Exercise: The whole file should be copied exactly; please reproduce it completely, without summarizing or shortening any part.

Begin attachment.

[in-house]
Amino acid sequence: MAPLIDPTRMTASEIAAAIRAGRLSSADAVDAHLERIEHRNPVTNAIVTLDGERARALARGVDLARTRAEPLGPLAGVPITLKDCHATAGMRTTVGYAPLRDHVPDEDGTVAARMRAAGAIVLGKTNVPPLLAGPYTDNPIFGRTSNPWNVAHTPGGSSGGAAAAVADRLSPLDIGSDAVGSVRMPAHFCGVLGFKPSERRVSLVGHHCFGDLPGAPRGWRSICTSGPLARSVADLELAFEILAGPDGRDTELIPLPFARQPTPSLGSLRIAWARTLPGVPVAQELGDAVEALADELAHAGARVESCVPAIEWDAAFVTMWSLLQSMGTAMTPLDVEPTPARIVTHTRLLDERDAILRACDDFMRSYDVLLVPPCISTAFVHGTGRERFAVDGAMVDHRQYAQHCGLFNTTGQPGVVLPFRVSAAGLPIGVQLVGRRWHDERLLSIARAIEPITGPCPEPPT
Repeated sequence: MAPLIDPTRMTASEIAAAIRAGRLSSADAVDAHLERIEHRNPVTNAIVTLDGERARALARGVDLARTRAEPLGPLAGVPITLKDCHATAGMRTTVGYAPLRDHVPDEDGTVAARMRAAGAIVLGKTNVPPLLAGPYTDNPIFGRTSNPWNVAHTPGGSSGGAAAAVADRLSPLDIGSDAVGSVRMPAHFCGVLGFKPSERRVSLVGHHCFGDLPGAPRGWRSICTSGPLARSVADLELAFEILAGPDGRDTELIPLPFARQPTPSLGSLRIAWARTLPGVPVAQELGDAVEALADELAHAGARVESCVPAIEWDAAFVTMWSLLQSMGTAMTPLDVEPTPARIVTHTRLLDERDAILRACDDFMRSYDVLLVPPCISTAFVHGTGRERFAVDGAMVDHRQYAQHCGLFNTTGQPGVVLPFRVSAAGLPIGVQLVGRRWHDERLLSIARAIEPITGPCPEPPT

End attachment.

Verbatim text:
[in-house]
Amino acid sequence: MAPLIDPTRMTASEIAAAIRAGRLSSADAVDAHLERIEHRNPVTNAIVTLDGERARALARGVDLARTRAEPLGPLAGVPITLKDCHATAGMRTTVGYAPLRDHVPDEDGTVAARMRAAGAIVLGKTNVPPLLAGPYTDNPIFGRTSNPWNVAHTPGGSSGGAAAAVADRLSPLDIGSDAVGSVRMPAHFCGVLGFKPSERRVSLVGHHCFGDLPGAPRGWRSICTSGPLARSVADLELAFEILAGPDGRDTELIPLPFARQPTPSLGSLRIAWARTLPGVPVAQELGDAVEALADELAHAGARVESCVPAIEWDAAFVTMWSLLQSMGTAMTPLDVEPTPARIVTHTRLLDERDAILRACDDFMRSYDVLLVPPCISTAFVHGTGRERFAVDGAMVDHRQYAQHCGLFNTTGQPGVVLPFRVSAAGLPIGVQLVGRRWHDERLLSIARAIEPITGPCPEPPT
Repeated sequence: MAPLIDPTRMTASEIAAAIRAGRLSSADAVDAHLERIEHRNPVTNAIVTLDGERARALARGVDLARTRAEPLGPLAGVPITLKDCHATAGMRTTVGYAPLRDHVPDEDGTVAARMRAAGAIVLGKTNVPPLLAGPYTDNPIFGRTSNPWNVAHTPGGSSGGAAAAVADRLSPLDIGSDAVGSVRMPAHFCGVLGFKPSERRVSLVGHHCFGDLPGAPRGWRSICTSGPLARSVADLELAFEILAGPDGRDTELIPLPFARQPTPSLGSLRIAWARTLPGVPVAQELGDAVEALADELAHAGARVESCVPAIEWDAAFVTMWSLLQSMGTAMTPLDVEPTPARIVTHTRLLDERDAILRACDDFMRSYDVLLVPPCISTAFVHGTGRERFAVDGAMVDHRQYAQHCGLFNTTGQPGVVLPFRVSAAGLPIGVQLVGRRWHDERLLSIARAIEPITGPCPEPPT